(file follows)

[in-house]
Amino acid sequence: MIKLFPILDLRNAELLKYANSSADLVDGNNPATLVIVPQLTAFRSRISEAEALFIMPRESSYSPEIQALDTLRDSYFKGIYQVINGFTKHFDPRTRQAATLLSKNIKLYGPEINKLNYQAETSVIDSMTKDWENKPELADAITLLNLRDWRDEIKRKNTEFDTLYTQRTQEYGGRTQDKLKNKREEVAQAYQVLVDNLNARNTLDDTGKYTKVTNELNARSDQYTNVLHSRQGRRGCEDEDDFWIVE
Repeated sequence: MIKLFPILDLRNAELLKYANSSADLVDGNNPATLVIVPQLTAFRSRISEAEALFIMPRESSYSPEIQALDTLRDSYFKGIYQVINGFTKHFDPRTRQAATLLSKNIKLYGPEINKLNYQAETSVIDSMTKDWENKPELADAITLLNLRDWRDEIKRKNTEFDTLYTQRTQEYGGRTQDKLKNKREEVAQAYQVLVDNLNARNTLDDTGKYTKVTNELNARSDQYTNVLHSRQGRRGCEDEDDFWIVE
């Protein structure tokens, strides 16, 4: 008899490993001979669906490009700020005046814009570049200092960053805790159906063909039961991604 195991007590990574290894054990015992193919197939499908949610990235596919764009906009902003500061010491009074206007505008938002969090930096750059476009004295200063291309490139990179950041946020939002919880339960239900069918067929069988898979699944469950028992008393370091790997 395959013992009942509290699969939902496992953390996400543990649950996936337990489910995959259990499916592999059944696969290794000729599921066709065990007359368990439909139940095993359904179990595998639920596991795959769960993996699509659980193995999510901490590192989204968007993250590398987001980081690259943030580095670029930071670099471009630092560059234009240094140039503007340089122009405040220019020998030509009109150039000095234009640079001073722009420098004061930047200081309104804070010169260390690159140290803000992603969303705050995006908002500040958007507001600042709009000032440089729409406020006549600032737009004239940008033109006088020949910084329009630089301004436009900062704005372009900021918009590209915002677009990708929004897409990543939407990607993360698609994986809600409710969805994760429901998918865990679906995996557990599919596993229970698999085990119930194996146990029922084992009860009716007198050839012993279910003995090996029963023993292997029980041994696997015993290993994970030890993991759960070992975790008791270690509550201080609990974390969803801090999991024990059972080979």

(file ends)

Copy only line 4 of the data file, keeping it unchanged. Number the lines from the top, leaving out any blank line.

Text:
């Protein structure tokens, strides 16, 4: 008899490993001979669906490009700020005046814009570049200092960053805790159906063909039961991604 195991007590990574290894054990015992193919197939499908949610990235596919764009906009902003500061010491009074206007505008938002969090930096750059476009004295200063291309490139990179950041946020939002919880339960239900069918067929069988898979699944469950028992008393370091790997 395959013992009942509290699969939902496992953390996400543990649950996936337990489910995959259990499916592999059944696969290794000729599921066709065990007359368990439909139940095993359904179990595998639920596991795959769960993996699509659980193995999510901490590192989204968007993250590398987001980081690259943030580095670029930071670099471009630092560059234009240094140039503007340089122009405040220019020998030509009109150039000095234009640079001073722009420098004061930047200081309104804070010169260390690159140290803000992603969303705050995006908002500040958007507001600042709009000032440089729409406020006549600032737009004239940008033109006088020949910084329009630089301004436009900062704005372009900021918009590209915002677009990708929004897409990543939407990607993360698609994986809600409710969805994760429901998918865990679906995996557990599919596993229970698999085990119930194996146990029922084992009860009716007198050839012993279910003995090996029963023993292997029980041994696997015993290993994970030890993991759960070992975790008791270690509550201080609990974390969803801090999991024990059972080979």